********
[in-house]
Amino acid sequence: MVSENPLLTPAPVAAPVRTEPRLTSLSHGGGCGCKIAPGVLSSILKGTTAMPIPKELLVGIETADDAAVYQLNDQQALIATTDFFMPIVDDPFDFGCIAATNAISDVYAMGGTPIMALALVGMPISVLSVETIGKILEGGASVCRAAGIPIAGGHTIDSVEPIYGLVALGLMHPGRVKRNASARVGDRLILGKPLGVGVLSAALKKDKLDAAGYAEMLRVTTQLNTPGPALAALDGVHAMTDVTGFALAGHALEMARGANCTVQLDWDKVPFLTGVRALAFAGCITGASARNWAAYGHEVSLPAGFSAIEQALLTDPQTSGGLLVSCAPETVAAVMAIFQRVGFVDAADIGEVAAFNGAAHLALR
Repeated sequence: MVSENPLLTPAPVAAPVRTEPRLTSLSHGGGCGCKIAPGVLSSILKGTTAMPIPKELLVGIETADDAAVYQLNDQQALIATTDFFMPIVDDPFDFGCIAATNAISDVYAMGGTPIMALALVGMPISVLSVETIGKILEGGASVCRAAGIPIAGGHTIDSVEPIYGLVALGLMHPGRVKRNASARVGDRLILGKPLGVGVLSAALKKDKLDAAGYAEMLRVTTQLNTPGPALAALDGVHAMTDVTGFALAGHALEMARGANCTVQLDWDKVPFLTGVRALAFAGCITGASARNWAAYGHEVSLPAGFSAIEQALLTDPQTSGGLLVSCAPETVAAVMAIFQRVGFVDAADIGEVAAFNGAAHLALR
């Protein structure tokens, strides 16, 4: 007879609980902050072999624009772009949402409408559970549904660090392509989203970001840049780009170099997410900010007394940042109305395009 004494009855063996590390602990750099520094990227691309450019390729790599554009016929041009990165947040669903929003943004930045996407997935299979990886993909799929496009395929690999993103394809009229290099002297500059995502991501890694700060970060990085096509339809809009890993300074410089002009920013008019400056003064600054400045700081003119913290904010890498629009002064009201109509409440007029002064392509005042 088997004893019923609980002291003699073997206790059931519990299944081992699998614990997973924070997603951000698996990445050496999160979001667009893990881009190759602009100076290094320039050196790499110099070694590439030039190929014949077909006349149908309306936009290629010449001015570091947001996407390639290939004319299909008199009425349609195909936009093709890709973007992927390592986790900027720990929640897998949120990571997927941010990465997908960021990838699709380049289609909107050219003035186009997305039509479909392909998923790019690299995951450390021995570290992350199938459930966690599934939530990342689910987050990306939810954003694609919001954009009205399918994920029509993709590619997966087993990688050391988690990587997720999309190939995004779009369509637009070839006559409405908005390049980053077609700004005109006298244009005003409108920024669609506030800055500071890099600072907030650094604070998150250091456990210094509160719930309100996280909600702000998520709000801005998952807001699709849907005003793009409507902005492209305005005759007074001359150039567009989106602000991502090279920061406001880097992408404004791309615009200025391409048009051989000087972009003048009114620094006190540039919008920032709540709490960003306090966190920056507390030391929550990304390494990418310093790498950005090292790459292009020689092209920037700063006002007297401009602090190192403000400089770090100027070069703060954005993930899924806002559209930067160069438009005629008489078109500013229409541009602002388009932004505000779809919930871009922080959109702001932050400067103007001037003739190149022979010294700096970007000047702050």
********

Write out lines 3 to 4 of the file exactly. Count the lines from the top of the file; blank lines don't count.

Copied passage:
Repeated sequence: MVSENPLLTPAPVAAPVRTEPRLTSLSHGGGCGCKIAPGVLSSILKGTTAMPIPKELLVGIETADDAAVYQLNDQQALIATTDFFMPIVDDPFDFGCIAATNAISDVYAMGGTPIMALALVGMPISVLSVETIGKILEGGASVCRAAGIPIAGGHTIDSVEPIYGLVALGLMHPGRVKRNASARVGDRLILGKPLGVGVLSAALKKDKLDAAGYAEMLRVTTQLNTPGPALAALDGVHAMTDVTGFALAGHALEMARGANCTVQLDWDKVPFLTGVRALAFAGCITGASARNWAAYGHEVSLPAGFSAIEQALLTDPQTSGGLLVSCAPETVAAVMAIFQRVGFVDAADIGEVAAFNGAAHLALR
């Protein structure tokens, strides 16, 4: 007879609980902050072999624009772009949402409408559970549904660090392509989203970001840049780009170099997410900010007394940042109305395009 004494009855063996590390602990750099520094990227691309450019390729790599554009016929041009990165947040669903929003943004930045996407997935299979990886993909799929496009395929690999993103394809009229290099002297500059995502991501890694700060970060990085096509339809809009890993300074410089002009920013008019400056003064600054400045700081003119913290904010890498629009002064009201109509409440007029002064392509005042 088997004893019923609980002291003699073997206790059931519990299944081992699998614990997973924070997603951000698996990445050496999160979001667009893990881009190759602009100076290094320039050196790499110099070694590439030039190929014949077909006349149908309306936009290629010449001015570091947001996407390639290939004319299909008199009425349609195909936009093709890709973007992927390592986790900027720990929640897998949120990571997927941010990465997908960021990838699709380049289609909107050219003035186009997305039509479909392909998923790019690299995951450390021995570290992350199938459930966690599934939530990342689910987050990306939810954003694609919001954009009205399918994920029509993709590619997966087993990688050391988690990587997720999309190939995004779009369509637009070839006559409405908005390049980053077609700004005109006298244009005003409108920024669609506030800055500071890099600072907030650094604070998150250091456990210094509160719930309100996280909600702000998520709000801005998952807001699709849907005003793009409507902005492209305005005759007074001359150039567009989106602000991502090279920061406001880097992408404004791309615009200025391409048009051989000087972009003048009114620094006190540039919008920032709540709490960003306090966190920056507390030391929550990304390494990418310093790498950005090292790459292009020689092209920037700063006002007297401009602090190192403000400089770090100027070069703060954005993930899924806002559209930067160069438009005629008489078109500013229409541009602002388009932004505000779809919930871009922080959109702001932050400067103007001037003739190149022979010294700096970007000047702050």